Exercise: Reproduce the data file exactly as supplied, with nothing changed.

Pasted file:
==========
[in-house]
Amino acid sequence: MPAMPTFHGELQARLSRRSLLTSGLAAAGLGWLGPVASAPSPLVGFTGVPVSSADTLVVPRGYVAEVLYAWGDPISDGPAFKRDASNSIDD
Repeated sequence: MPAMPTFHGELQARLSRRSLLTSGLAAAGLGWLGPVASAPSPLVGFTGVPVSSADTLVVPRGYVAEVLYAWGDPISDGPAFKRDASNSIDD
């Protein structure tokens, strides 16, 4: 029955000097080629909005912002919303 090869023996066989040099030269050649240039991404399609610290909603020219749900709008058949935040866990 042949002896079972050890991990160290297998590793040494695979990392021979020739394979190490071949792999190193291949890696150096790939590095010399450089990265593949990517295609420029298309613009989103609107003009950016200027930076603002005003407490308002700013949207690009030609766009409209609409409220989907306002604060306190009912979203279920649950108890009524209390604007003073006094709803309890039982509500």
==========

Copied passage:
[in-house]
Amino acid sequence: MPAMPTFHGELQARLSRRSLLTSGLAAAGLGWLGPVASAPSPLVGFTGVPVSSADTLVVPRGYVAEVLYAWGDPISDGPAFKRDASNSIDD
Repeated sequence: MPAMPTFHGELQARLSRRSLLTSGLAAAGLGWLGPVASAPSPLVGFTGVPVSSADTLVVPRGYVAEVLYAWGDPISDGPAFKRDASNSIDD
């Protein structure tokens, strides 16, 4: 029955000097080629909005912002919303 090869023996066989040099030269050649240039991404399609610290909603020219749900709008058949935040866990 042949002896079972050890991990160290297998590793040494695979990392021979020739394979190490071949792999190193291949890696150096790939590095010399450089990265593949990517295609420029298309613009989103609107003009950016200027930076603002005003407490308002700013949207690009030609766009409209609409409220989907306002604060306190009912979203279920649950108890009524209390604007003073006094709803309890039982509500």